1Corinthians 11 - Outline of 1Corinthians (MENU page)
This chapter starts a new section of Paul's letter, in which he addresses difficulties relative to public worship. (See the book outline, for the subjects discussed.) Paul may be answering additional questions from the Corinthian church, or he may be addressing problems of which he had heard from travelers who came from there.
1. Be ye followers of me, even as I also [am] of Christ.
This verse properly belongs to the previous chapter. We touched on it, in the notes on ch.10.
2 Now I praise you, brethren, that ye remember me in all things,
and keep the ordinances, as I delivered [them] to you.
Paul begins this section with a commendation of the Corinthian church. They had not forgotten his teaching, but rather were holding to the 'ordinances' {GK=paradosis, lit., things handed down, traditions (ie., the apostolic teachings)} which he had entrusted to them. eg., Rom 6:17; 1Cor 4:16,17; 2The 2:15
3 But I would have you know, that the head of every man is Christ;
and the head of the woman [is] the man;
and the head of Christ [is] God.
4 Every man praying or prophesying,
having [his] head covered, dishonoureth his head.
5 But every woman that prayeth or prophesieth
with [her] head uncovered dishonoureth her head:
for that is even all one as if she were shaven.
6 For if the woman be not covered, let her also be shorn:
but if it be a shame for a woman to be shorn or shaven, let her be covered.
7 For a man indeed ought not to cover [his] head,
forasmuch as he is the image and glory of God:
{Gen 1:26,27; 5:1}
but the woman is the glory of the man.
{Gen 2:23,24}
8 For the man is not of the woman;
but the woman of the man.
{Gen 2:21,22; 1Tim 2:13}
9 Neither was the man created for the woman;
but the woman for the man.
{Gen 2:18}
10 For this cause ought the woman to have power on [her] head
because of the angels.
This passage (v.3-16), which deals with the place of women in the congregation, runs contrary to the modern cultural thinking, because it appears to conflict with the 'rights' and 'empowerment' of women. However, the biblical principals presented here have not become obsolete with the changing times. God has established an order of authority, which applies to the church and the home. This order is set forth succinctly, in v.3:
  1. God the Father is the head of Christ. Joh 3:34-36; 1Cor 15:27,28
    Although God the Father and God the Son are co-equal (Joh 10:30), the Son voluntarily put aside His privileges as God, to do the Father's will (Joh 14:28; Php 2:5-8).
  2. Christ is the head of the church and of the believing man. 1Cor 3:23; Eph 1:22,23
    Actually, Christ is the head of "every man" (v.3). Though, today, some refuse His headship, all will eventually acknowledge Him (Php 2:9-11).
  3. The husband is the head of his wife. Eph 5:22-25; Gen 3:16
    Note how Eph 5:22-25 encapsulates all 3 points, and also shows that this order is for the good of all concerned.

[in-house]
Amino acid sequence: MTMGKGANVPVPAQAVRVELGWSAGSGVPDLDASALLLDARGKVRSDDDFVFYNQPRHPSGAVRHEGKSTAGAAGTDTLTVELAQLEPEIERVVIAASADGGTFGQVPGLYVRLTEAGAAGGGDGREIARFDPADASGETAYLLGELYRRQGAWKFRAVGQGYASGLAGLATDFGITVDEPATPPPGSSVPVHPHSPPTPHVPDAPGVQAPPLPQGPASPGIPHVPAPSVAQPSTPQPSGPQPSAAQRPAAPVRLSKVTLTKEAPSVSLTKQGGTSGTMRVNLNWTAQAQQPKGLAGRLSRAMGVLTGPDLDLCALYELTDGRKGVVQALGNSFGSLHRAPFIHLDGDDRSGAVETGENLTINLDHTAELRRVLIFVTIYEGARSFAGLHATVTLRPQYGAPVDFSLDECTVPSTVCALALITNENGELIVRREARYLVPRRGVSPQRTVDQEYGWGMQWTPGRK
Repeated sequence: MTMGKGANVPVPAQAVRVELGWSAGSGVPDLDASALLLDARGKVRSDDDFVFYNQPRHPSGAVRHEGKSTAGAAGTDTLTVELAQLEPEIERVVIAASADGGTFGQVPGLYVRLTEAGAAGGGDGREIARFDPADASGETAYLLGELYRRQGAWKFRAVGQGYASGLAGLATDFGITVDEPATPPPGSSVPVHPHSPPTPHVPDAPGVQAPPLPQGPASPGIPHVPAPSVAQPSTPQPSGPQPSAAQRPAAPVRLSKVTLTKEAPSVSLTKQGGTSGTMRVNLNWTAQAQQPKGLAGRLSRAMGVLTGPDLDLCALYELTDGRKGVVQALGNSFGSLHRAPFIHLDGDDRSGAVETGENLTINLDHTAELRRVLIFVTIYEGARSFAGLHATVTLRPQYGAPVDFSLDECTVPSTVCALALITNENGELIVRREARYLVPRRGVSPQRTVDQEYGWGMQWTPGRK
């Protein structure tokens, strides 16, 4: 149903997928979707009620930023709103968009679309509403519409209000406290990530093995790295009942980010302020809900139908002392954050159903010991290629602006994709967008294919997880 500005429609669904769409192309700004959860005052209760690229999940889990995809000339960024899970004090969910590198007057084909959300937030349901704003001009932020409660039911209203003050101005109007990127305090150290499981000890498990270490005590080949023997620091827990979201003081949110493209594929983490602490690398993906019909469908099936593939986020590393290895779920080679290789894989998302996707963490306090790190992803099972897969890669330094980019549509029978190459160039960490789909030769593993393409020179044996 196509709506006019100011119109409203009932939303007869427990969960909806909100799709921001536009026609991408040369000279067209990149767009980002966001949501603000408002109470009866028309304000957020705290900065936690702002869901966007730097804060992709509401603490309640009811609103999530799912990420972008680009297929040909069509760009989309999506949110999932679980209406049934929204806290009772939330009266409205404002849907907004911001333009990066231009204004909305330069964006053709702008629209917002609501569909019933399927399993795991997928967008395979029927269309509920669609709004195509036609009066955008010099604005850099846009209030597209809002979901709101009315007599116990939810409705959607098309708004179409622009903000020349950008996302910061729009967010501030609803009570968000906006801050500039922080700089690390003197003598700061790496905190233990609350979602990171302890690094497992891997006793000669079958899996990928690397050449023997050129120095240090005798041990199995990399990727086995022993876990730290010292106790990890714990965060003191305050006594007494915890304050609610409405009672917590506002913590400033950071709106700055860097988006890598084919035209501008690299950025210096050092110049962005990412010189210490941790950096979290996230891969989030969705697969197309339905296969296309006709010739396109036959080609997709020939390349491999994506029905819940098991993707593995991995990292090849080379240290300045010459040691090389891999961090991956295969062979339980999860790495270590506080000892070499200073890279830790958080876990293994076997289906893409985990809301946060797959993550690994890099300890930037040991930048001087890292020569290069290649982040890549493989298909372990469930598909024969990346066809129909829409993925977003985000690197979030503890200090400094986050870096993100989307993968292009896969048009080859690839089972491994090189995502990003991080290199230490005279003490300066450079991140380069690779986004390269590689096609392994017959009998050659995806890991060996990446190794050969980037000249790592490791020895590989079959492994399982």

...every man praying or prophesying, having [his] head covered, dishonoureth {disgraces} his head.
The man, who speaks before the church, is to speak as the 'oracles of God,' with the authority of his Lord, and for His glory (1Pet 4:11).
     However, a covered head implies submission, or even remorse (eg., 2Sam 15:30; 19:4). The words used for 'covered' or 'uncovered' (in v.4-7) are all related to GK=katakalupto, to cover fully. (Picture a man raising his prayer shawl or cape from off his shoulders and draping it over his head.) Such a symbol is not fitting for the One, whom the man represents.
     Paul's teaching conflicts with the practice of the Jewish rabbis, who covered their heads in prayer, because they misinterpreted the purpose of Moses' veil (Ex 34:33-35; 2Cor 3:13). Moses covered his head with a veil to prevent the people from gazing at his glowing face. That glow was a fading reminder of his "face to face" encounter with the Lord of glory (Ex 33:11). God's people must give their attention to His Word, not to the fading glory of His servant.
     Thus, in proclaiming God's Word, His representatives are to be uncovered, as they uncover the unfading glory of their Lord, with great "plainness of speech" {ie., speech that is bold, unreserved, and open} (2Cor 3:11-13; cp. Eph 6:19,20).
...every woman that prayeth or prophesieth with [her] head uncovered dishonoureth her head...
The woman's head covering represents 'power' {GK=exousia, authority}, which the NASB renders as: "a symbol of authority" (v.10). It is an expression that the woman willingly submits to God's prescribed order of authority.
     One reason to demonstrate such submission is 'because of' {on account of} the angels, who observe the order of the church (Heb 1:14; 1Pet 1:12). The angels recall, all too well, that sin began in heaven, when an angelic being refused to submit to God's established order (Isa 14:12-14).
11 Nevertheless neither is the man without {separate from} the woman,
neither the woman without